As the writings in Fanny Kemble's Journals reveal, Kemble could be a smart, perceptive, and careful observer of her world. Like other foreign commentators, she articulated many of the contradictions of American culture--those concerning race, class, family life, society, cultural life, and regional differences--that usually only outsiders were willing to see. For example, she composed particularly damning reports on the circumstances of American women. She wrote that they "ripen very early, and decay proportionately soon," looking haggard before their time in part because of Americans' tendency to marry so early. And married life, she declared, was unforgiving: "Married women are either house-drudges or nursery-maids, or, if they appear in society, comparative cyphers; and the retiring, modest, youthful bearing, which among us [the British] distinguishes girls of fifteen or sixteen, is equally unknown" (pp. 47, 52).
Her personal charisma, which pervades these pages, was famous; Washington Irving commented that "the nearer one gets to her face and to her mind, the more beautiful they both are" (p. 2). She could also be acerbic. After visiting the Shakers in western Massachusetts, she wrote: "Their dress is hideous, and their worship, to which they admit spectators, consists of a fearful species of dancing, in which the whole number of them engage in going round and round their vast ball or temple of prayer, shaking their hands like the paws of a dog sitting up to beg, and singing a deplorable psalm-tune in brisk jig time. The men without their coats, in their shirt-sleeves, with their lank hair hanging on their shoulders, and a sort of loose knee-breeches--knickerbockers--have a grotesque air of stage Swiss peasantry.... The whole exhibition was at once so frightful and so ludicrous, that I very nearly went off in hysterics, when I first saw them" (p. 89).
Such comments could also veer toward snobbery, moments that provide some of this volume's richest material for interpretation. Her observations could be pretentious and self-serving, as when she dismissed Americans' "absolute absence of all taste in matters of ornamental cultivation," or when she described the Indian leader and orator, Red Jacket, as "the great palaverer" (pp. 82, 63). The combination of feminine sentiment and self-conscious literary style sets her apart from many more self-abnegating women writers of the period. Rather, Kemble displays her increasing sense of mastery in a world oriented to books, society, fashion, and theater.
And yet Kemble's youthful affectations are sharply contrasted with the excerpts from the Georgia Journal, which Clinton describes as "Kemble's most enduring literary contribution," and which provides the most compelling excerpts for this collection (p. 14). Here, Kemble is no longer a public figure or a member of the literati but a woman stuck between the rock of her husband and the hard place of their slaves, and she has few resources from which to draw. Her observations are heartbreaking. When she asked a slave if he would like to be free, "a gleam of light absolutely shot over his whole countenance, like the vivid and instantaneous lightning; he stammered, hesitated, became excessively confused, and at length replied, 'Free, missis! what for me wish to be free? Oh no, missis, me no wish to be free, if massa only let me keep pig!'" Kemble recognized the slave's long-trained "desire to conciliate my favor even at the expense of strangling the intense and natural longing that absolutely glowed in his every feature," and she sorely regretted the question (pp. 113-14). At every turn, she shows the reader the problems of her circumscribed role, her sympathy, and her hopeless naiveté of the rules of Southern social and race relations. Near the end of her stay, she confesses that she wishes merely "to be delivered from my own share" of slavery, and that her misery only rarely allows her to think of slavery as a whole. It is brilliant writing, brilliantly selected by its editor.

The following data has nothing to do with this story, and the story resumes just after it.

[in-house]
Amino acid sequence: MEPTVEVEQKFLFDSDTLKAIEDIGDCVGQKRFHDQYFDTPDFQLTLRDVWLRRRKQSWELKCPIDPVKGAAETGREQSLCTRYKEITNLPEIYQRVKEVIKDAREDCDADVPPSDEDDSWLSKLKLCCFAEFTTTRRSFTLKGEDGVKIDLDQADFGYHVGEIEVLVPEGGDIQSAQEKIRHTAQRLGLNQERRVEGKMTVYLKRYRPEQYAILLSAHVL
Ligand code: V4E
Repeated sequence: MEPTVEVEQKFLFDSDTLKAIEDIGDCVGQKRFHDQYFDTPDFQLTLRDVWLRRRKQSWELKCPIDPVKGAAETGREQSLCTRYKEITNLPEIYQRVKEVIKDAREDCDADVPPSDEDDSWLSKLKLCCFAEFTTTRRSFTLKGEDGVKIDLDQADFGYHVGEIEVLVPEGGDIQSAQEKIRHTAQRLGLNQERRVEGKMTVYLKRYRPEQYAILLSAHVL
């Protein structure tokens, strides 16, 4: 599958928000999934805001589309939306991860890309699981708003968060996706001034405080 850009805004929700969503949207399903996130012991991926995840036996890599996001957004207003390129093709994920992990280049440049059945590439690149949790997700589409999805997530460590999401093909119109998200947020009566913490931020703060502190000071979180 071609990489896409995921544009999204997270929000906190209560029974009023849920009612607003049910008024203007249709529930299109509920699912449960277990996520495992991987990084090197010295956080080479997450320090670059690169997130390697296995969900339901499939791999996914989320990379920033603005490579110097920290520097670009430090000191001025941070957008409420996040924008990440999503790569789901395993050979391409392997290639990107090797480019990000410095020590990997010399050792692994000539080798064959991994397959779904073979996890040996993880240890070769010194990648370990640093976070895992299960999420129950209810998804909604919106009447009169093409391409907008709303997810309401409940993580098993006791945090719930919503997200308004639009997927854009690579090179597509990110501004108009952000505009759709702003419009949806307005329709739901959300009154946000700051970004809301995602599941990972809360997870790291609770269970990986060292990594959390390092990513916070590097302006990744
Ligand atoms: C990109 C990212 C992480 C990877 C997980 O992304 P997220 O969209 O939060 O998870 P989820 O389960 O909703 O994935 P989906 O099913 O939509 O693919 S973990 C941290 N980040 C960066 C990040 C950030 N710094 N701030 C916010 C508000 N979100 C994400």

In addition to introducing readers to her life and writings, Fanny Kemble's Journals would make a good choice for an advanced undergraduate course in women's history or the early Republic, or for a course that uses autobiographical writings as a major component of class readings. This is an outstanding collection of the writings of a fascinating life.
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Carolyn Eastman. Review of Clinton, Catherine, ed., Fanny Kemble's Journals.